Reading interventionist Laura Beth Ross teaches reading skills to first graders at Eastern Elementary in Washington, N.C., on May 23, 2022.
Kate Medley for Education Week

Newsom’s political motivations

Chida views the situation in Temecula as an example of conservative-state policies reaching California. The state felt it was important to step in, he said.

“Temecula is an example of that, I would say, toxic and insidious dialogue coming to California,” Chida said. “We felt the need to push back and defend and to make sure that it was clear that California was not going to readily be a hotbed for this type of ugly activity.”

There’s also a clear political angle to the move, as Newsom is often discussed as a 2028 presidential contender and has deliberately taken on DeSantis on multiple fronts.

Earlier this month, the two governors tentatively agreed to participate in a debate hosted by Fox News, which will give both politicians a national platform.

Regardless of Newsom’s political intentions, the Temecula episode illustrates how school boards have become highly politicized, Marsh said.

Parents’ rights groups such as Mom for Liberty have funneled their resources into school board campaigns, hoping to elect conservative majorities that will pass policies restricting instruction about race, gender, and sexuality, and prohibit schools from shielding student name and pronoun changes from parents. A constellation of liberal groups like Red Wine and Blue have responded in kind.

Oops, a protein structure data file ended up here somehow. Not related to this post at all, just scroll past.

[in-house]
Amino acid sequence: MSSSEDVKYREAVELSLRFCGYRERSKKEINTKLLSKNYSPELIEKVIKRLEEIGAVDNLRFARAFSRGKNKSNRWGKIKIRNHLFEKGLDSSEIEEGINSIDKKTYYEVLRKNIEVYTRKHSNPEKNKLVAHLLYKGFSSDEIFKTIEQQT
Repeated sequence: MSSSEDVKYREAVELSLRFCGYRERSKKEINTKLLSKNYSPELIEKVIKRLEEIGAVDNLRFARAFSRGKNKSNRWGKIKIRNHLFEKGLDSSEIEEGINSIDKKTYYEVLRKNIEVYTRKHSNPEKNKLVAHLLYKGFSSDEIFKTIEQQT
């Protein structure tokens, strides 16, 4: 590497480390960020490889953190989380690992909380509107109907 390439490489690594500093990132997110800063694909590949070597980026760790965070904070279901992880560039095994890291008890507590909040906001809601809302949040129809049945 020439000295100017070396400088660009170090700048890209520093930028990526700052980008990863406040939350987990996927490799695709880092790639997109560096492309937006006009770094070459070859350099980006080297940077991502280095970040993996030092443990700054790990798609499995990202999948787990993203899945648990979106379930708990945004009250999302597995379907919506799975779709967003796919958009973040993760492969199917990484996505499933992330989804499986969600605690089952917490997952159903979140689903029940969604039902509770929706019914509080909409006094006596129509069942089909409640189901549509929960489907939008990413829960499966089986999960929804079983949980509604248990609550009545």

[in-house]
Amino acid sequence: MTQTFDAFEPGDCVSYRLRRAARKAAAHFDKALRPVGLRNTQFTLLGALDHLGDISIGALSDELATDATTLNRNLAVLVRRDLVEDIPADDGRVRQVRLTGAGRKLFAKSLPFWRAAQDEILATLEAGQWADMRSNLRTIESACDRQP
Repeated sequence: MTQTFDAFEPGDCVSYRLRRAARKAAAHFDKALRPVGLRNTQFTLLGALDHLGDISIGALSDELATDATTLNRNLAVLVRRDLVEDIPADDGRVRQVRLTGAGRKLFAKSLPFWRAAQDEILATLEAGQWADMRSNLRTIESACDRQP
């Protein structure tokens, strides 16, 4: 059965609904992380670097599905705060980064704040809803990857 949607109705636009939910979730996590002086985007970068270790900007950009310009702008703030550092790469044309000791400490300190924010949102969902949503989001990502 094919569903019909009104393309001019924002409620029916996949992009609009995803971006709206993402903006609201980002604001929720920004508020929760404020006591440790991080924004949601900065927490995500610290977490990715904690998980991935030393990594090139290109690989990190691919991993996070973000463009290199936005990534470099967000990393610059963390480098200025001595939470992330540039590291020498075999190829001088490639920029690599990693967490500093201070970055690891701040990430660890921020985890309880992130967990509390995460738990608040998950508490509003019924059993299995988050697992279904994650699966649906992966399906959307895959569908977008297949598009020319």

“This is an example of the ways in which boards and schools have become part of a broader culture war in our country,” Marsh said. “Newsom is a good example of the kind of ways in which education is really part of a broader political theater and quest for power in some sense.”

That political theater is one that affects schools, whether in liberal or conservative communities. In a survey earlier this year by the Rand Corporation, nearly all superintendents cited politics as one of the biggest sources of stress in their jobs.

“I would say virtually every administrator I talked to in the last year has emphasized to me the toxic politics and how it’s gotten so much worse recently, and how much of their time they have to deal with that stuff,” Polikoff said. “That, I think, is harmful. It distracts from the real work of teaching kids.”

A version of this article appeared in the August 30, 2023 edition of Education Week as What Gov. Newsom’s Fight With a California School District Says About Local Control